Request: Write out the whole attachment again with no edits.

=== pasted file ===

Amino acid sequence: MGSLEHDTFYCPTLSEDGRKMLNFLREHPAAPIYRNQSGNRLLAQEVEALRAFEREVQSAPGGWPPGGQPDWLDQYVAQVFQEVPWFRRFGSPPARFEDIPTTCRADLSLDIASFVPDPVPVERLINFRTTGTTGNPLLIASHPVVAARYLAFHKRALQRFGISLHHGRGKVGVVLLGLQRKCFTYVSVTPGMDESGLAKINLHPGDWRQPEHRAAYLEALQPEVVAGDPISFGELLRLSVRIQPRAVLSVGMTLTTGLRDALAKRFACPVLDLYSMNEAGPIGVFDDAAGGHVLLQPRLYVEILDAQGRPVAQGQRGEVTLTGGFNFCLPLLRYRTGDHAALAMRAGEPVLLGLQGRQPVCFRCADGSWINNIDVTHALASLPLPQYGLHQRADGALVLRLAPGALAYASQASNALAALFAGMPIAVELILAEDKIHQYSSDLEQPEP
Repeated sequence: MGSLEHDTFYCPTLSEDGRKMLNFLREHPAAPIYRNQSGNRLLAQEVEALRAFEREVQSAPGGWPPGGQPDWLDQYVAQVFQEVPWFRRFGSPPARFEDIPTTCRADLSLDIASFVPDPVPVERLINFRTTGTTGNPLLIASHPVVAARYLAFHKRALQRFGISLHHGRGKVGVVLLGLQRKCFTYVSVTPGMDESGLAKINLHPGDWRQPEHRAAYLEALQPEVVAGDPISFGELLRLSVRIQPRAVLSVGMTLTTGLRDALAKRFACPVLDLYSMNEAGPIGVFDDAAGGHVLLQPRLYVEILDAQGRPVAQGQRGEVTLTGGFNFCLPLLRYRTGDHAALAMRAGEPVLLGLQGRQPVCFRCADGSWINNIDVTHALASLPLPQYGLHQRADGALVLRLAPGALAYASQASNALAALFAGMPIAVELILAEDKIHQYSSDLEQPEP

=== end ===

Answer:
Amino acid sequence: MGSLEHDTFYCPTLSEDGRKMLNFLREHPAAPIYRNQSGNRLLAQEVEALRAFEREVQSAPGGWPPGGQPDWLDQYVAQVFQEVPWFRRFGSPPARFEDIPTTCRADLSLDIASFVPDPVPVERLINFRTTGTTGNPLLIASHPVVAARYLAFHKRALQRFGISLHHGRGKVGVVLLGLQRKCFTYVSVTPGMDESGLAKINLHPGDWRQPEHRAAYLEALQPEVVAGDPISFGELLRLSVRIQPRAVLSVGMTLTTGLRDALAKRFACPVLDLYSMNEAGPIGVFDDAAGGHVLLQPRLYVEILDAQGRPVAQGQRGEVTLTGGFNFCLPLLRYRTGDHAALAMRAGEPVLLGLQGRQPVCFRCADGSWINNIDVTHALASLPLPQYGLHQRADGALVLRLAPGALAYASQASNALAALFAGMPIAVELILAEDKIHQYSSDLEQPEP
Repeated sequence: MGSLEHDTFYCPTLSEDGRKMLNFLREHPAAPIYRNQSGNRLLAQEVEALRAFEREVQSAPGGWPPGGQPDWLDQYVAQVFQEVPWFRRFGSPPARFEDIPTTCRADLSLDIASFVPDPVPVERLINFRTTGTTGNPLLIASHPVVAARYLAFHKRALQRFGISLHHGRGKVGVVLLGLQRKCFTYVSVTPGMDESGLAKINLHPGDWRQPEHRAAYLEALQPEVVAGDPISFGELLRLSVRIQPRAVLSVGMTLTTGLRDALAKRFACPVLDLYSMNEAGPIGVFDDAAGGHVLLQPRLYVEILDAQGRPVAQGQRGEVTLTGGFNFCLPLLRYRTGDHAALAMRAGEPVLLGLQGRQPVCFRCADGSWINNIDVTHALASLPLPQYGLHQRADGALVLRLAPGALAYASQASNALAALFAGMPIAVELILAEDKIHQYSSDLEQPEP